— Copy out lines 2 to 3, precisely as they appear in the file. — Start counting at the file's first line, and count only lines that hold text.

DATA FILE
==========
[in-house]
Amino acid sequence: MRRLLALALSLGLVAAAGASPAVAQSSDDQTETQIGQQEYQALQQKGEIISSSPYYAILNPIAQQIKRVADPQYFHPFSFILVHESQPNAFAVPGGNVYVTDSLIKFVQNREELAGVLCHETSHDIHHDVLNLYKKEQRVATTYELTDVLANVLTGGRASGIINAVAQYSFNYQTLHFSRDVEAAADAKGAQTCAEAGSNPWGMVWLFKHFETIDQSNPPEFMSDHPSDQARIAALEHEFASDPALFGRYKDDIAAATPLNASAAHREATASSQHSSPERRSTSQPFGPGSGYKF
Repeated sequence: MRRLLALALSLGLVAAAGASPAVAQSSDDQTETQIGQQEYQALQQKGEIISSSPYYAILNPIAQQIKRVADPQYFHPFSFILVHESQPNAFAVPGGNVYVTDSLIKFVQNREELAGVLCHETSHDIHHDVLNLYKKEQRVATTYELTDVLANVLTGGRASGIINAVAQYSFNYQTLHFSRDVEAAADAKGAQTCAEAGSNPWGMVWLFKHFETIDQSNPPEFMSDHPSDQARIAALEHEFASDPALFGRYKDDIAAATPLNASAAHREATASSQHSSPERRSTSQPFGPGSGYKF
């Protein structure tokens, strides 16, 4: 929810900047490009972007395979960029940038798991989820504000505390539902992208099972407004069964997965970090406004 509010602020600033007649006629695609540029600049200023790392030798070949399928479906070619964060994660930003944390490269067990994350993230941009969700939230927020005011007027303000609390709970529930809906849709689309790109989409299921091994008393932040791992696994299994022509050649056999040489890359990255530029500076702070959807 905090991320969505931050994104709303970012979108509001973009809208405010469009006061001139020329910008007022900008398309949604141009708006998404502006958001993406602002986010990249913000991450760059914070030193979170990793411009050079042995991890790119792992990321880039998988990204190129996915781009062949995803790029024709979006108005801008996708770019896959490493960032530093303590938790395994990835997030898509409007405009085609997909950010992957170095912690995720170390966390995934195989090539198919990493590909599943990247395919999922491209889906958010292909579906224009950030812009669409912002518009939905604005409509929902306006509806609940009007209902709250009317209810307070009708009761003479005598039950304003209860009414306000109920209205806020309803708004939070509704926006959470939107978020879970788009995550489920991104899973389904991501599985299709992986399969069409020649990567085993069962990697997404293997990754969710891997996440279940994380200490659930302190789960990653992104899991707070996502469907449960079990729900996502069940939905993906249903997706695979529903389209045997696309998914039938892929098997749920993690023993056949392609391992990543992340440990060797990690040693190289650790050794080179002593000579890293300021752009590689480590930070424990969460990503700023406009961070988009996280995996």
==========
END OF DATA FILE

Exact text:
Amino acid sequence: MRRLLALALSLGLVAAAGASPAVAQSSDDQTETQIGQQEYQALQQKGEIISSSPYYAILNPIAQQIKRVADPQYFHPFSFILVHESQPNAFAVPGGNVYVTDSLIKFVQNREELAGVLCHETSHDIHHDVLNLYKKEQRVATTYELTDVLANVLTGGRASGIINAVAQYSFNYQTLHFSRDVEAAADAKGAQTCAEAGSNPWGMVWLFKHFETIDQSNPPEFMSDHPSDQARIAALEHEFASDPALFGRYKDDIAAATPLNASAAHREATASSQHSSPERRSTSQPFGPGSGYKF
Repeated sequence: MRRLLALALSLGLVAAAGASPAVAQSSDDQTETQIGQQEYQALQQKGEIISSSPYYAILNPIAQQIKRVADPQYFHPFSFILVHESQPNAFAVPGGNVYVTDSLIKFVQNREELAGVLCHETSHDIHHDVLNLYKKEQRVATTYELTDVLANVLTGGRASGIINAVAQYSFNYQTLHFSRDVEAAADAKGAQTCAEAGSNPWGMVWLFKHFETIDQSNPPEFMSDHPSDQARIAALEHEFASDPALFGRYKDDIAAATPLNASAAHREATASSQHSSPERRSTSQPFGPGSGYKF